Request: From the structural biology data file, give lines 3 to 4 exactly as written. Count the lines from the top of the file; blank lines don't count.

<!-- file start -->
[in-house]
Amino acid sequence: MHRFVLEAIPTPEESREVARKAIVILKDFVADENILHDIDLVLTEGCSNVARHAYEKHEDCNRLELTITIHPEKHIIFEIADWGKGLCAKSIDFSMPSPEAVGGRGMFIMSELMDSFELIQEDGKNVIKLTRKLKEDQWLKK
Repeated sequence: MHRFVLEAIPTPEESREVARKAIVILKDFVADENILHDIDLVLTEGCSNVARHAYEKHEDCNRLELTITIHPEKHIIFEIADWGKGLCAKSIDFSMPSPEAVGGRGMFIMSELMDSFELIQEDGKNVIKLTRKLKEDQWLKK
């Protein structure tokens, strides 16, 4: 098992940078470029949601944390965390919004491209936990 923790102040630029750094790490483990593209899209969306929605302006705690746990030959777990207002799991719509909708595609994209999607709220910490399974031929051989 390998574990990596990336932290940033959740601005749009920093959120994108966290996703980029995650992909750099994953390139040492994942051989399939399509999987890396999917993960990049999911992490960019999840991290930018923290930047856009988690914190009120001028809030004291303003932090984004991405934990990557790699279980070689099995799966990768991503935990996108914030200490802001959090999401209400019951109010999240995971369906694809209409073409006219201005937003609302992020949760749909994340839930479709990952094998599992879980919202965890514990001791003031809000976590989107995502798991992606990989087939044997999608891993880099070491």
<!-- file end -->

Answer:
Repeated sequence: MHRFVLEAIPTPEESREVARKAIVILKDFVADENILHDIDLVLTEGCSNVARHAYEKHEDCNRLELTITIHPEKHIIFEIADWGKGLCAKSIDFSMPSPEAVGGRGMFIMSELMDSFELIQEDGKNVIKLTRKLKEDQWLKK
């Protein structure tokens, strides 16, 4: 098992940078470029949601944390965390919004491209936990 923790102040630029750094790490483990593209899209969306929605302006705690746990030959777990207002799991719509909708595609994209999607709220910490399974031929051989 390998574990990596990336932290940033959740601005749009920093959120994108966290996703980029995650992909750099994953390139040492994942051989399939399509999987890396999917993960990049999911992490960019999840991290930018923290930047856009988690914190009120001028809030004291303003932090984004991405934990990557790699279980070689099995799966990768991503935990996108914030200490802001959090999401209400019951109010999240995971369906694809209409073409006219201005937003609302992020949760749909994340839930479709990952094998599992879980919202965890514990001791003031809000976590989107995502798991992606990989087939044997999608891993880099070491």